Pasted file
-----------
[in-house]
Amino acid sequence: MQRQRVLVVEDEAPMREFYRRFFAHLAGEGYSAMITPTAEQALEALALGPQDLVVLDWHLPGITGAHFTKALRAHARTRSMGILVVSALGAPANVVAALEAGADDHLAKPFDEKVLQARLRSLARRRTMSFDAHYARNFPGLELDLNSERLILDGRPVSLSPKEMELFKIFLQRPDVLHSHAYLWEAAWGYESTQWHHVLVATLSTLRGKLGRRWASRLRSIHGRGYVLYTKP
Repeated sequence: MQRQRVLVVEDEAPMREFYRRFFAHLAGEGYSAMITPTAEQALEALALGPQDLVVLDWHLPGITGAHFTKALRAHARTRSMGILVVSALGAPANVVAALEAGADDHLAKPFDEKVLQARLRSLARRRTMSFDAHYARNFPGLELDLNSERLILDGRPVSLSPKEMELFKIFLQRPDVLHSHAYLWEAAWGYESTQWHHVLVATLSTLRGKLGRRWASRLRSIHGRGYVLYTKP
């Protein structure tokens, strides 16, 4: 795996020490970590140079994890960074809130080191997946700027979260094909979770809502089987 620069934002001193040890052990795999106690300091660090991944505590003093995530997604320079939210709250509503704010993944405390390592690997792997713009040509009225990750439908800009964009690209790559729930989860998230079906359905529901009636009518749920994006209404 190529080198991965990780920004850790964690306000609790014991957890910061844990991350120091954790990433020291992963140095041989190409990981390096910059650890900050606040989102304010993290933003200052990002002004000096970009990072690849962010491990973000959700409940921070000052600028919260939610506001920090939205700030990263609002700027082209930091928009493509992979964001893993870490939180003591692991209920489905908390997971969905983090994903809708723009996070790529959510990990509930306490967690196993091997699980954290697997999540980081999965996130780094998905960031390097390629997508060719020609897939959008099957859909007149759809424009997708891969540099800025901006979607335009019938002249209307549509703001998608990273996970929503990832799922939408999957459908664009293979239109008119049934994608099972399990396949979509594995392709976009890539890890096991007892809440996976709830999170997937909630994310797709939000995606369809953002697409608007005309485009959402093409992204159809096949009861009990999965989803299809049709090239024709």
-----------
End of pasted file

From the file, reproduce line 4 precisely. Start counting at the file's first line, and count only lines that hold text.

């Protein structure tokens, strides 16, 4: 795996020490970590140079994890960074809130080191997946700027979260094909979770809502089987 620069934002001193040890052990795999106690300091660090991944505590003093995530997604320079939210709250509503704010993944405390390592690997792997713009040509009225990750439908800009964009690209790559729930989860998230079906359905529901009636009518749920994006209404 190529080198991965990780920004850790964690306000609790014991957890910061844990991350120091954790990433020291992963140095041989190409990981390096910059650890900050606040989102304010993290933003200052990002002004000096970009990072690849962010491990973000959700409940921070000052600028919260939610506001920090939205700030990263609002700027082209930091928009493509992979964001893993870490939180003591692991209920489905908390997971969905983090994903809708723009996070790529959510990990509930306490967690196993091997699980954290697997999540980081999965996130780094998905960031390097390629997508060719020609897939959008099957859909007149759809424009997708891969540099800025901006979607335009019938002249209307549509703001998608990273996970929503990832799922939408999957459908664009293979239109008119049934994608099972399990396949979509594995392709976009890539890890096991007892809440996976709830999170997937909630994310797709939000995606369809953002697409608007005309485009959402093409992204159809096949009861009990999965989803299809049709090239024709």